Sex is good. Sex is fun. But sex isn’t power. Some women don’t grasp that fact. Crammed into padded bras that make chin rests of their breasts, these gals ought to know when a man faces so much cleavage, he can’t hear a word they say.
The young female who wore a see-through dress at an awards ceremony recently thought she was making a statement. The cameras loved her. But what I heard was a cry for help. A gal shouldn’t have to strip naked to garner attention. Madonna, at 63, seems no wiser. Her Twitter thong controversy also brought her attention. But as a woman matures, she should be noted for more than a butt crack.
Teaching men to think of women as sex objects is a no-brainer. Teaching them to see women as equals is a Herculean task. The women living under Taliban rule in Afghanistan know this. Even so, for them, equality has always been an uphill battle. A 2019 survey of Afghan fathers, husbands, and sons revealed men didn’t much care for women’s rights. Men preferred to be bosses.
Are western men any different? Call me a skeptic but I doubt their support for women’s equality cuts to the bone If it did, would the CIA In Afghanistan have issued Viagra pills as a reward to Afghanistan males who provided intel about the Taliban? If it did, would a group of western journalists, all of them males, have given their Afghan driver money to buy a wife? He had a spouse of many years, but he fancied a new model: a girl of 14.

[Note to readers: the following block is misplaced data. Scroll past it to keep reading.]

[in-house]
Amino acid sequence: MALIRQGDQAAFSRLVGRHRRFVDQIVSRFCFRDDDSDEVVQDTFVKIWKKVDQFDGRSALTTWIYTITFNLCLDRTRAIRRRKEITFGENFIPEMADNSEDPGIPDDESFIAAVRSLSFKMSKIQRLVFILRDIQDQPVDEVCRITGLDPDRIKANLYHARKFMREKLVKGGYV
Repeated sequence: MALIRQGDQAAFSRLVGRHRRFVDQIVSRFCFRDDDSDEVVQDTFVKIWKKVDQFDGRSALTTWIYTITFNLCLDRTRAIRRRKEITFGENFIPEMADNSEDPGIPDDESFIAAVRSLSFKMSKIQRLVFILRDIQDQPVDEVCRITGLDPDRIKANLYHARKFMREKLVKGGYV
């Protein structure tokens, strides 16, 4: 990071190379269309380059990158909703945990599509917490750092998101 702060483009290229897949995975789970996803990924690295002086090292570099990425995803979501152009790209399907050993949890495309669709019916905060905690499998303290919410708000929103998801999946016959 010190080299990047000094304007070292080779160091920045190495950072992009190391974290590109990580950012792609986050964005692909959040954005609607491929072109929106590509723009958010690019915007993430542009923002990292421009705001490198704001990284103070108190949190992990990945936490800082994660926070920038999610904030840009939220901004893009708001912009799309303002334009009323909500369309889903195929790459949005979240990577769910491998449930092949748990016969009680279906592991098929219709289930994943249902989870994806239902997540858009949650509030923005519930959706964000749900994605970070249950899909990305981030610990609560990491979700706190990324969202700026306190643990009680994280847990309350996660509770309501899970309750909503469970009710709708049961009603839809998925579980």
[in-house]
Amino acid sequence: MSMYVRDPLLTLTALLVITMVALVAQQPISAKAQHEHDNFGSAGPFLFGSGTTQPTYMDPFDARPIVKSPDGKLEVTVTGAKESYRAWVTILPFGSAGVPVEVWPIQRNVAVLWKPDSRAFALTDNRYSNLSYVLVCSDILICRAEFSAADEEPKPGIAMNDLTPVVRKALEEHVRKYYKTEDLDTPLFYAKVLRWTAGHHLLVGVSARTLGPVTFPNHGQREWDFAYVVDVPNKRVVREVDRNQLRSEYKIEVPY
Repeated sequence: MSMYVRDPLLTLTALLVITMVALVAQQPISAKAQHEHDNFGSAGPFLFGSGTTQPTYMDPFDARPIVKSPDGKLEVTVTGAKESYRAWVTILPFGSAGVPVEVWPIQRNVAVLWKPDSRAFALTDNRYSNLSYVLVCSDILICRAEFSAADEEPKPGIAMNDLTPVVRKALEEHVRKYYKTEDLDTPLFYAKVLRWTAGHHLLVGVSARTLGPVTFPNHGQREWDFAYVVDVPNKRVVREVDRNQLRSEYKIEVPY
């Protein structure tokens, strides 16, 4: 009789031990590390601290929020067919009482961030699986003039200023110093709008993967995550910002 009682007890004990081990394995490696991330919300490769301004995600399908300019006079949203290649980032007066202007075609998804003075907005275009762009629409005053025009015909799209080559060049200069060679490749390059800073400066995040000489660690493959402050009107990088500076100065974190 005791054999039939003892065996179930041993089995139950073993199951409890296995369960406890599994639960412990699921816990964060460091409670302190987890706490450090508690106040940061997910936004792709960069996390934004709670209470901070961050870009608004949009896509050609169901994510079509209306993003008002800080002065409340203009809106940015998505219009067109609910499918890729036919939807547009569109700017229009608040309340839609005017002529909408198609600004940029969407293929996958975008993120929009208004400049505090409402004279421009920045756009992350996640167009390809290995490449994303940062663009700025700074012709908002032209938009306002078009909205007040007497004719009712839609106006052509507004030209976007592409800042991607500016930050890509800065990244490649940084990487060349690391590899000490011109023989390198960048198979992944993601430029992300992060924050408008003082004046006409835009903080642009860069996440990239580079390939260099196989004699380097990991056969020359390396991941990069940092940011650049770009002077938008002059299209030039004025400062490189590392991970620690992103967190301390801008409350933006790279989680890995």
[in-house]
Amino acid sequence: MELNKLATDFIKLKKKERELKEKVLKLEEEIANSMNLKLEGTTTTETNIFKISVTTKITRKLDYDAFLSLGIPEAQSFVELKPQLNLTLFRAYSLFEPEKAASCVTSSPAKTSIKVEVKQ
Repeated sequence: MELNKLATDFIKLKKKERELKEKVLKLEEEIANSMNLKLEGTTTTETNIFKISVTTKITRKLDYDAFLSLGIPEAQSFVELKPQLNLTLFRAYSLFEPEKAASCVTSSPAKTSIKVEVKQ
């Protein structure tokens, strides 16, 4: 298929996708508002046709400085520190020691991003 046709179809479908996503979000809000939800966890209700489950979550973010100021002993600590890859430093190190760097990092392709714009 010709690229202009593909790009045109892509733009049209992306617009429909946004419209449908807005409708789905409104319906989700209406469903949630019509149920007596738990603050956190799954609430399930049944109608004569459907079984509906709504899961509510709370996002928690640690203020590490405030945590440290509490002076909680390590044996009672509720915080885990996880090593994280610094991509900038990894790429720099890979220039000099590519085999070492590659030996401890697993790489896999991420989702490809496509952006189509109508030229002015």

Men talk the talk when they cite a reason to go to war. President George W. Bush began the Afghan campaign by describing the Taliban as “…terrorists [who] do not believe women should be educated, or should have health care, or should leave their homes.” His successor, President Barrack Obama, authorized funds for women’s education and with good effect. By 2020, 21 percent of Afghan civil servants were women (compared with almost none during the Taliban years), 16 percent of them in senior management levels; and 27 percent of Afghan members of parliament were women
Biden’s attempt to shrug off responsibility for his betrayal of Afghan females should be a wake-up call to all women. I’ll say it again. Men don’t feel a woman’s right to equality at bone level.
Early in our occupation of Afghanistan, some women of that country warned about the future. The United States would abandon Afghanistan when it suited them, they said. Lasting equality would never be achieved with “someone else’s army or taxpayer dollars.”
The hard truth that fell from the lips of these Afghan women has failed to capture the attention of many American women. Equality may be a right but it is seldom given freely. It has to be earned. If women are serious about their rights, they’ll need weapons other than bare breasts and thongs.